William Tooke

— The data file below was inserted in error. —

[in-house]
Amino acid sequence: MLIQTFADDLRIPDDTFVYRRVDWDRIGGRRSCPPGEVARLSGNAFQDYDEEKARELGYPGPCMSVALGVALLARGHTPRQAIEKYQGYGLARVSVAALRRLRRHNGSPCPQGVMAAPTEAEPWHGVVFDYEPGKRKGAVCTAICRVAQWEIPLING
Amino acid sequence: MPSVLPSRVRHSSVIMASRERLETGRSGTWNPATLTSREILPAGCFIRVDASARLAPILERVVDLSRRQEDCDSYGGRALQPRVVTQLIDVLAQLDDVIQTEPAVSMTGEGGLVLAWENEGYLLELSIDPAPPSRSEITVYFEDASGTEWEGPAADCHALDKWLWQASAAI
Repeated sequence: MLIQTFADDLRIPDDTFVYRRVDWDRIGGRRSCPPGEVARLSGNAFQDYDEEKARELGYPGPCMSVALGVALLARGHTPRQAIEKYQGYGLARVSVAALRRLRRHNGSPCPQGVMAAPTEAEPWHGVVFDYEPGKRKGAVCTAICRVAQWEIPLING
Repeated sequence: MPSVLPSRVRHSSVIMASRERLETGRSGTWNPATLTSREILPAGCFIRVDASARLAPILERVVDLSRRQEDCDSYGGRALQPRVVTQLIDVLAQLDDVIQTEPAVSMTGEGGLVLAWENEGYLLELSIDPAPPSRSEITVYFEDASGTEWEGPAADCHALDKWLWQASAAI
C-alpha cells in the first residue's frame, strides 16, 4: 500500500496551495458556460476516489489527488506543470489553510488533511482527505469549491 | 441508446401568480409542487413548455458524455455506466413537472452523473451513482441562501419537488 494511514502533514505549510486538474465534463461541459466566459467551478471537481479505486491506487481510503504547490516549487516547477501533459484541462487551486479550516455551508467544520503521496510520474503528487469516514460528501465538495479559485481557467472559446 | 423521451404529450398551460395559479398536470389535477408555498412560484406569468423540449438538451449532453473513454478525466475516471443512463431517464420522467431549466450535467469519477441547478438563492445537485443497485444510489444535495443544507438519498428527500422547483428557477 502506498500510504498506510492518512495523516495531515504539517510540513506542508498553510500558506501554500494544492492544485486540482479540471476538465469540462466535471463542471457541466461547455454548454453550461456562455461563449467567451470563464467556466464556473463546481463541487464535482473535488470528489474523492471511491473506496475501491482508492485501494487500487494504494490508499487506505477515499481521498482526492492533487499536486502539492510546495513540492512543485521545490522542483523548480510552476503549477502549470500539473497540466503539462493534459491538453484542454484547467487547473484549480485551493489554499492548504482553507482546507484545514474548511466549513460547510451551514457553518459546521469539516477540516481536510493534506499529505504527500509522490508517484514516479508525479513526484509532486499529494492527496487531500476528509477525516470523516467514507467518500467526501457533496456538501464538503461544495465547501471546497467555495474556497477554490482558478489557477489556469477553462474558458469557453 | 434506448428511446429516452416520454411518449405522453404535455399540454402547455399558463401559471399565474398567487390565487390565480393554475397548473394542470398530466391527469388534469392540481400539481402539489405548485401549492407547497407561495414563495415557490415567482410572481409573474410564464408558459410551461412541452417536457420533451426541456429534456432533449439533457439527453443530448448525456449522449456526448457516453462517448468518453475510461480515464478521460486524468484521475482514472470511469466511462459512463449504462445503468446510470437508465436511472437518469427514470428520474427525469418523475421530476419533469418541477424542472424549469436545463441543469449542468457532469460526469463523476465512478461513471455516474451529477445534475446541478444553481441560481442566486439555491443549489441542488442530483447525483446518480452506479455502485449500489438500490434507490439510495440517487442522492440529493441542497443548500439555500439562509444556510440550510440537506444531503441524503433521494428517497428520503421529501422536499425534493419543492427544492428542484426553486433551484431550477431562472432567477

William Tooke (1777-1863) was a prominent legal, political, and cultural figure in London throughout the first half of the nineteenth century. He became a solicitor in 1798, working out of his offices in 39 Bedford Row, eventually forming the firm of Tooke, Son, and Hallowes. Like his friend Crabb Robinson, he played a central role in the founding of London University (now University College) in the mid-1820s, serving as its treasurer until 1841, and in the formation of the Society for the Diffusion of Useful Knowledge in 1826. He served as MP for Truro, 1832-37. He became friends with Mary Hays in the 1790s and assisted her with her contracts with Richard Phillips, most likely becoming known to Elizabeth Hays at that time as well. The Tookes and the Hayses had met as early as 1796, for on 9 June Godwin writes in his diary that he had tea that day at the home of Mary and Elizabeth Hays, joined by Amelia Alderson, Mary Wollstonecraft, the Tookes and the Hayeses. Most likely William Tooke, Sr., joined the younger Tooke that day, but Tooke had other members of his family known to the Hayses as well, for as Mary Hays writes in a letter to Tooke on 19 May 1803, she was expecting a visit (at that time she was living with her relations in Camberwell), noting that ‘The ladies of your family, to whom present my respects, have promised a visit to my little retreat. Your father & yourself will, I hope, accompany them.’ The Miss Tooke who appears in the subscription list to Elizabeth Hays Lanfear's novel, Fatal Errors (1819), may be his sister, but mostly likely the two names included in that list are his wife and daughter, joined by his older brother, Thomas Tooke (1774-1858), and his wife.